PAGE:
According to the United Nations Office on Drugs and Crime,[1] approximately 29.5 million individuals use illegal drugs and have disorders related to the consumption of these substances. Indeed, chemical dependency is currently one of the problems that most affect society.[2] Indiscriminate drug use can cause dependence. Also, it is related to memory lapses, poor attention, difficulty concentrating, incoherent speech, sleep disorders, weight loss, indifference with regard to personal hygiene and appearance, and harm to both motor coordination and balance.[3],[4]

According to Souza et al.'s study,[5] the organization of cognitive functions and psychomotor self-control are impaired in addicts, since the prefrontal cortex is damaged by the daily use of drugs. As consequence, the addict has difficulties in performing some activities of daily living. Moreover, the neuromotor pathways are also impaired by excessive drug use, causing serious problems with regard to static and dynamic balance.

During the withdrawal phase in recovering addicts, the practice of aerobic activities promotes an increase in the metabolic demand. It results in the adaptation of the main neural pathways and offers benefits, such as the normalization of the levels of attention, memory and motor control.[5] Virtual reality is an option that enables achieving improvements in motor coordination and balance by the practice of body movements through pleasurable physical activities.[6]

Virtual reality is used to motivate individuals with motor disabilities to practice physical movements actively and repeatedly in a playful manner.[7] This tool has been used with increasing frequency in rehabilitation processes of several pathologies, especially for achieving improvements in postural control, gait and mobility.[8],[9],[10]

However, few studies have addressed treatment with virtual reality for improving balance and motor coordination in addicts. Therefore, the aim of the present study was to evaluate the influence of virtual reality in rehabilitation of motor coordination and balance in drug addicts recovering. Our hypothesis is that gait training with virtual reality is capable of improving balance and motor coordination in this population.


  Participants and Methods Top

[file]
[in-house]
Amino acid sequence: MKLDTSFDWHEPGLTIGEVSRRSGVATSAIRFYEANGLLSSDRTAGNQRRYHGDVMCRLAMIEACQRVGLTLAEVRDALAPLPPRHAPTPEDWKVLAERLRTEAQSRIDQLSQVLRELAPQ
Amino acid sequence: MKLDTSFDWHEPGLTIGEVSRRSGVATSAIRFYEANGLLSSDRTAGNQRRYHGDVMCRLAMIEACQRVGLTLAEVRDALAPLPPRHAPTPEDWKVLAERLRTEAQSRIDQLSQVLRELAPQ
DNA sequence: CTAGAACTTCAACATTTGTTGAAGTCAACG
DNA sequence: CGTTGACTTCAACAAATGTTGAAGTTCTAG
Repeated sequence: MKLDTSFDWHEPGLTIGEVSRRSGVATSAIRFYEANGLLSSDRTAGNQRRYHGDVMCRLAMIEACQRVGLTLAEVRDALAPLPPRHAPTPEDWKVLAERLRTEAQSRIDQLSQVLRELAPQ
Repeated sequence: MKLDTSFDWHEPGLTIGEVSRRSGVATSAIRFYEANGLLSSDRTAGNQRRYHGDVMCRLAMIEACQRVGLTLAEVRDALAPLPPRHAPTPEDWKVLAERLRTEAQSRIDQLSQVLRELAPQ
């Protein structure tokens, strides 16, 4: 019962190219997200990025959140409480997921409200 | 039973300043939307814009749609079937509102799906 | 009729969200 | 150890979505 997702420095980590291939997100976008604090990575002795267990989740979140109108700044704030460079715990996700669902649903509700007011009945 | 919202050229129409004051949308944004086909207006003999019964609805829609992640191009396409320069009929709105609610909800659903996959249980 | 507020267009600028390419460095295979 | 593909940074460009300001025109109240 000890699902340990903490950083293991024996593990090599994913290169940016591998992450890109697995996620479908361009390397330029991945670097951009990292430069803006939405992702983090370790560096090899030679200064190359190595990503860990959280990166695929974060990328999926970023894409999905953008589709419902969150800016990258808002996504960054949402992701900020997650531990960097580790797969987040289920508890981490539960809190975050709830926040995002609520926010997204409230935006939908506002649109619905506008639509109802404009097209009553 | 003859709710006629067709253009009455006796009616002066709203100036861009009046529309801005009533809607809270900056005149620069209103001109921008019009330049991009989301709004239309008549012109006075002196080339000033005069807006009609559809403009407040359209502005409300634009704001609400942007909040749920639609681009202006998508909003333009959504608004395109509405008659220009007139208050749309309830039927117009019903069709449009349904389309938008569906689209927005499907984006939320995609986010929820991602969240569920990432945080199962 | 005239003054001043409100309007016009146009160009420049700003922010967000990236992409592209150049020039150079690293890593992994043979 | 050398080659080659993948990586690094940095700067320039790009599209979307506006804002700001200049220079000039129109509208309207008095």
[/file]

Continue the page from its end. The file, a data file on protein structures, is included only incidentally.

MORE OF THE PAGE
Study design

A prospective self-controlled study.

Study participants

Subjects were recruited from May to July 2017. Interventions and evaluations were carried out from August to October 2017. This study was conducted at the Rescuing Lives Center for Recovery from Alcohol and Drugs, Altamira, Brazil and received approval from the Human Research Ethics Committee of the Universidade do Estado do Pará - XII Campus (certificate number: 2.129.360) on April 7, 2017 (Additional file 1 [Additional file 1]) and in accordance with the Declaration of Helsinki. All participants received clarifications regarding the procedures of the study and signed a statement of informed consent (Additional file 2 [Additional file 2]).

Inclusion criteria

  • Age 18 years or older
  • Being an addict and resident at the Rescuing Lives Center for Recovery from Alcohol and Drugs
  • Not currently using illegal drugs


Exclusion criteria

  • Age less than 18 years
  • Physical disability that impedes the execution of the protocols
  • Severe neurological or psychiatric disorder
  • Severe heart disease
  • History of seizure




Virtual reality procedures

The addicts participated in sixteen 45-minute training sessions at a frequency of twice a week. Each participant stood two to three meters in front of the Kinect Xbox 360TM motion sensor (Microsoft Corporation, Redmond, WA, USA) and a 40′′ television reproduced the images of the following games: Just Dance 2016, Kinect Adventures, Game Kinect Sports and Game Kinect Sports 2.

Outcome measures